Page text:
What a balancing act it can be when it comes to the hiking of the minimum wage.
There’s an aim across the country to move the wage up to $15 an hour and Ontario is a leader in it, raising its wage to $14 per hour – a jump of $2.40 from its minimum wage of $11.60 per hour.
The $15 an hour minimum wage is planned to come into effect in 2019 in Ontario.
It was on the first of October last year that the minimum wage in Newfoundland and Labrador increased by 25 cents to $11.00 per hour.
Attaining the $15 an hour minimum wage in this province hardly seems possible in the short term.
Already in Ontario at least one business seems to be penalizing its employees for the wage increase by cutting back in other areas, including breaks no longer being paid at a Tim Horton’s location.
There are also cuts to other incentives at the business.
The Tim Horton’s cuts are the first to be made public but there are likely a number of others to fall in line to retaliate with the imposed minimum wage hikes by the province of Ontario.
It’s funny how history repeats itself as many years ago when there were imposed minimum wage hikes there was the same kind of a situation across the country.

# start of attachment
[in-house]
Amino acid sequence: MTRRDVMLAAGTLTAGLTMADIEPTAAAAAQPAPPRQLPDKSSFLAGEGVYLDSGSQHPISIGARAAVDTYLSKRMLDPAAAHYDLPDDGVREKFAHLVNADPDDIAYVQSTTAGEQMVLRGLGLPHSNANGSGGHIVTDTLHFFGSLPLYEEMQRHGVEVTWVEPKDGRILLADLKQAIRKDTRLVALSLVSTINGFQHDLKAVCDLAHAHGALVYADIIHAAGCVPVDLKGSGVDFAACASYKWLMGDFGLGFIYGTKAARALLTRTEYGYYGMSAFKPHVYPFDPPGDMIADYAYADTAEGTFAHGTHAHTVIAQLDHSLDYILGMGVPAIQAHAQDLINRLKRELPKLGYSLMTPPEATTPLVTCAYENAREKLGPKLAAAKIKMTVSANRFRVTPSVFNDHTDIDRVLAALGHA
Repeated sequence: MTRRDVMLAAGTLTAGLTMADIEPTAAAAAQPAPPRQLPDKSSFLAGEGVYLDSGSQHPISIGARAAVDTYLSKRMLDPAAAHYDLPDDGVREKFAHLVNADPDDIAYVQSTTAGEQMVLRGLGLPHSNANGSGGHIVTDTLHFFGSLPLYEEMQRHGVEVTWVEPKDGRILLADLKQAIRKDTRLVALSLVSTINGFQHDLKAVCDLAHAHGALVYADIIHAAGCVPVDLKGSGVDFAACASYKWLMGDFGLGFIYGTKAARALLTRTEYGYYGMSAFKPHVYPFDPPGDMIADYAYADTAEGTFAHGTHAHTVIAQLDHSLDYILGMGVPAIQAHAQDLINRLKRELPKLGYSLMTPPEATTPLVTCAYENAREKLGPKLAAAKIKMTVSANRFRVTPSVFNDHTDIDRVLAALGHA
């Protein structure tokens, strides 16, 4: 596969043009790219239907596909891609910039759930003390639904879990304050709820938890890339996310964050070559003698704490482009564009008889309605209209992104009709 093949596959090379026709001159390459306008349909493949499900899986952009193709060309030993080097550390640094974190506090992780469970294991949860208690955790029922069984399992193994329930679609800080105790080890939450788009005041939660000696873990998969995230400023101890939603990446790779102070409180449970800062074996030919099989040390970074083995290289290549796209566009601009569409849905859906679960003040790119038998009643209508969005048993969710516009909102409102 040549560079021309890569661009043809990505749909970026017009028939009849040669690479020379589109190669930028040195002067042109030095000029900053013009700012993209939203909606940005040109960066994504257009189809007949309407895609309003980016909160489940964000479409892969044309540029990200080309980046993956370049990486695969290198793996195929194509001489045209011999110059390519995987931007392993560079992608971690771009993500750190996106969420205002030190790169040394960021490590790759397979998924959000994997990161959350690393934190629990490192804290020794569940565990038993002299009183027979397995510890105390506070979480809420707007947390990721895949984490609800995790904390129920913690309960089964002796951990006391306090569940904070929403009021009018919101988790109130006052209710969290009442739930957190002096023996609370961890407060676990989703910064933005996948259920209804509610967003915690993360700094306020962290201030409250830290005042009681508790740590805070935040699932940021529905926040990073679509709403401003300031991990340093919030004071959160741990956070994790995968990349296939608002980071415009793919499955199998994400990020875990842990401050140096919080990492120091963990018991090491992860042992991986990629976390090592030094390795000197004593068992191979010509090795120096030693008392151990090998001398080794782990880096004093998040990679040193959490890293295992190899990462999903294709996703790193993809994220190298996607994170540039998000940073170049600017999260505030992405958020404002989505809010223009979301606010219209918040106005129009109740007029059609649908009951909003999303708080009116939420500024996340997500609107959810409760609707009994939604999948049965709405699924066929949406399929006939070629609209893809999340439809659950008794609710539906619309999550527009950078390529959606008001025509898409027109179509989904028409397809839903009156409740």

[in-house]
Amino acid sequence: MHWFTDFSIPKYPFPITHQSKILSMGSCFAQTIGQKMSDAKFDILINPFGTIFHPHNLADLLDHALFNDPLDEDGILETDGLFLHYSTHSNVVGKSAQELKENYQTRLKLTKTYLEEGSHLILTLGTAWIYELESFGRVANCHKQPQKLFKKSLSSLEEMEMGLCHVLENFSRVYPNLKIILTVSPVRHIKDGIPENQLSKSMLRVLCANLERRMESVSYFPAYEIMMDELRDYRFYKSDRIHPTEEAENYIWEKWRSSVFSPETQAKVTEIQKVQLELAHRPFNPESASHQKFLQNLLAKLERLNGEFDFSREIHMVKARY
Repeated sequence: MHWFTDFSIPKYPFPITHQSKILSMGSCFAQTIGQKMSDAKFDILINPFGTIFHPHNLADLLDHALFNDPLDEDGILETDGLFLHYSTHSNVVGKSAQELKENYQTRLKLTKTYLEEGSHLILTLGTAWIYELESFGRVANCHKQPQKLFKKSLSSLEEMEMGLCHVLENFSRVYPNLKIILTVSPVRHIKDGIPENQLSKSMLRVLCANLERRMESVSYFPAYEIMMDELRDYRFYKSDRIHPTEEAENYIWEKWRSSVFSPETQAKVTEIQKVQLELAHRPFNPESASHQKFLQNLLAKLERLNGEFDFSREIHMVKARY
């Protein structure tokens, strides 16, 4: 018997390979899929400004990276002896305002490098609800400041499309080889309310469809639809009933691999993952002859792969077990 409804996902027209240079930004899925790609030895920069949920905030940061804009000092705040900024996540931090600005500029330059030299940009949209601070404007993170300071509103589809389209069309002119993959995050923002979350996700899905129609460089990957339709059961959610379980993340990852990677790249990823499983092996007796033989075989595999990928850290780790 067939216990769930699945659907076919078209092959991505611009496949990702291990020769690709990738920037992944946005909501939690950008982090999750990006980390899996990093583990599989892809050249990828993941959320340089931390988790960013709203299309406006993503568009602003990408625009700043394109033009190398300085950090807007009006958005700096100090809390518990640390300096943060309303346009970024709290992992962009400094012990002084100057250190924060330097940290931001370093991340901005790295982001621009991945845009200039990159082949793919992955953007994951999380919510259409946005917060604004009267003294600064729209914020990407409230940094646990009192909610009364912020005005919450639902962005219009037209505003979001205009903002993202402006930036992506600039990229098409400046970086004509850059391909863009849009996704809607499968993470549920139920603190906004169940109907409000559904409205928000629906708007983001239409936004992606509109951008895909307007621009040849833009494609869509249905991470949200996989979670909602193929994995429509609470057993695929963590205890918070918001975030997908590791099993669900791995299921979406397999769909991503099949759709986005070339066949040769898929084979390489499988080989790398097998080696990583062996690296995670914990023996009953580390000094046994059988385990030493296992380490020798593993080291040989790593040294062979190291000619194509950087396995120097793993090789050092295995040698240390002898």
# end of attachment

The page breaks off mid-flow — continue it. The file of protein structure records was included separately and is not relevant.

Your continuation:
That’s when businesses decided to go up against government and, instead of complying with what they proposed, developed policies whereby workers would only get so many hours a week so that the business wouldn’t have to pay full-time wages along with the benefits that went with the job.
It ended up in lots more workers but with everyone getting less hours and less benefits.
Was it right? Absolutely not!
However, it was legal and there was little that could be done about it.
The question is whether workers in Newfoundland and Labrador can continue to make a living a living at $11 per hour. It’s really eking out a living and a person can only do it if he/she is very frugal.
There is no doubt with increasing costs in this province that there needs to be a higher minimum wage but the rate at which is hiked needs to needs to be examined very carefully so that businesses, within their legalities, don’t take it out on their employees and penalize them.
Yes, setting minimum wages is a balancing act.